However Bogaerts now sees the time drawing close for the step up. “For 2014 we continue the way we are, as a Continental team with An Post and Chainreaction as the title sponsors. But the ambition is 100 per cent there to get a team higher up for 2015. Sean, Niko and myself are working hard on that, putting a lot of time in.

“Our ambition is still to develop riders. That is something that we want to continue doing. In order to do that, the aim is to have two teams; a Continental setup and a Pro Continental team. We are talking to sponsors to try to get something started in 2015. Normally by May we should know where we stand.

“It is not easy with the financial climate, of course, but I do think that things are going in the right way. There was a financial crisis but things seem to be improving in relation to that. We also have to recognise that there were problems in cycling and with its image. The main guy, Armstrong, admitted what he did and I think the sport needed to hear it. It had been a topic for a long time, with many talking about it.

“If we are asked how we see the future of cycling, I think it is more positive than one year ago. Last year this [the Armstrong affair –ed.] was all happening and dominating the news, but things are more positive with sponsors now.

“In addition to that, the biological passport started several years ago and I think it is now paying off. While we as a Continental team are not part of that system at this point in time, I think every person I have on the team is controlled by an anti-doping organisation, be it the Australian anti-doping agency, the New Zealand one, the British one, the Irish one, the Belgian one.

“They are all part of the whereabouts system and in addition to that, I ask for all of their results. We are very careful with the riders and federations we work with. Being part of the MPCC is also a statement which means something. In certain cases it means the rules are more stringent than the UCI regulations – the cortisone situation is one of those. If we go to sponsors as a MPCC team, that makes a difference.”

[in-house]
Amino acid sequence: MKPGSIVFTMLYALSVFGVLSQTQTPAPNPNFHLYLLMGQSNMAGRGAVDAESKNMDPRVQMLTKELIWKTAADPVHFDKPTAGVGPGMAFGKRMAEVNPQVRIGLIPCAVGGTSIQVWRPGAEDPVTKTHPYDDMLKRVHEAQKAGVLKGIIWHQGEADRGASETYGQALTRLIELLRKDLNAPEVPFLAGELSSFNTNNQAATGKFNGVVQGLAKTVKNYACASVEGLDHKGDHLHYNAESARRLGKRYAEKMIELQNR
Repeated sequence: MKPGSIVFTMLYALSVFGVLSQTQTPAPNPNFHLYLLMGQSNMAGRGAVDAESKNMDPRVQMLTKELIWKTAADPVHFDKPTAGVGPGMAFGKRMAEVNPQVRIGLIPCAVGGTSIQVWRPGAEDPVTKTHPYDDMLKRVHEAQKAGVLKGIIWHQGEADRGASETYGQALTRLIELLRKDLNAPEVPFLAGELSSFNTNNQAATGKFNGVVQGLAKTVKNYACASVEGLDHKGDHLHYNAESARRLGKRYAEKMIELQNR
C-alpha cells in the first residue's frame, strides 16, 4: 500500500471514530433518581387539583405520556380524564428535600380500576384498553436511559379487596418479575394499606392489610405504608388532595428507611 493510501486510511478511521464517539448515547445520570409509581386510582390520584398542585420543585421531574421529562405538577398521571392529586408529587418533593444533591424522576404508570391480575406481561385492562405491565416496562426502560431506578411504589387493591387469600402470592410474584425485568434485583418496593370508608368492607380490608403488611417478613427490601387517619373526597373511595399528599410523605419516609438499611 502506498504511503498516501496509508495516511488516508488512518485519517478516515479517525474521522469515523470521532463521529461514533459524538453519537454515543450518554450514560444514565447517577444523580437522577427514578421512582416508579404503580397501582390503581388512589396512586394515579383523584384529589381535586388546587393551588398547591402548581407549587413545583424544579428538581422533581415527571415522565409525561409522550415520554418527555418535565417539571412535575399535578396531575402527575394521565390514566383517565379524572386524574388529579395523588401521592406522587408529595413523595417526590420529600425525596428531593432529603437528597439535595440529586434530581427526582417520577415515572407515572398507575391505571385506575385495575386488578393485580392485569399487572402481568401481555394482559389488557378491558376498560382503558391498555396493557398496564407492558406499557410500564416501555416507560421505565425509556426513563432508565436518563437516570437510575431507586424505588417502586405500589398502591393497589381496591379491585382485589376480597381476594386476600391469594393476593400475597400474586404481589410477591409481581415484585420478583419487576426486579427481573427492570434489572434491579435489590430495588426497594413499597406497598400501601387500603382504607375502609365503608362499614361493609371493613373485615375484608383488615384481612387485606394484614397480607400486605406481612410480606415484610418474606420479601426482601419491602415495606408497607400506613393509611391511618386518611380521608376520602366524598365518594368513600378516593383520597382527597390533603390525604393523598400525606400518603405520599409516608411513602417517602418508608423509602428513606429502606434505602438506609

The team was registered as Belgian in recent seasons but Bogaerts said that the decision has been taken to change that to Irish for 2014. While it will stop the team from being able to ride Belgian kermesse races plus will cost it its Tour of Belgium place, he believes the benefits will outweigh the negatives.

“It seems clear that we will get more invites. Before, the organisers might have fifteen Belgian teams in a race – ProTour, Pro Continental, Continental. We were just another one of those, even if we had a good reputation because of Sean’s involvement and the aggressive way that we race. But now being Irish we will have our own identity, and overall I think it will be better. We have already got an invite to the Tour of Azerbaijan because of that, and there will be more races too.”

Due partly to Kelly’s involvement, the team has been punching above its weight for many seasons, in terms of invites. Bogaerts said that plus the riders’ aggression has helped the team earn important TV time as the bigger races have that kind of coverage, thus making it rewarding for the sponsors.

He believes it has earned more exposure than other similarly-sized Continental teams, as has winning stages in races such as the Tour of Britain. Equally, the exposure has been greater than it might have been as the team has worked hard at social media. He believes this will all pay off when additional backers are sought for the Pro Continental step-up.

“Seven, eight years ago Sean Kelly opened some doors. Since then we have kept them open with the way we raced. Now I saw the opportunity with a person that I worked five years with, Niko, and it is a unique chance to keep him in the team. It’s all part of our plan to step things up.”

Also see: Eeckhout video: Being around young riders keeps me younger, but this is for sure my final season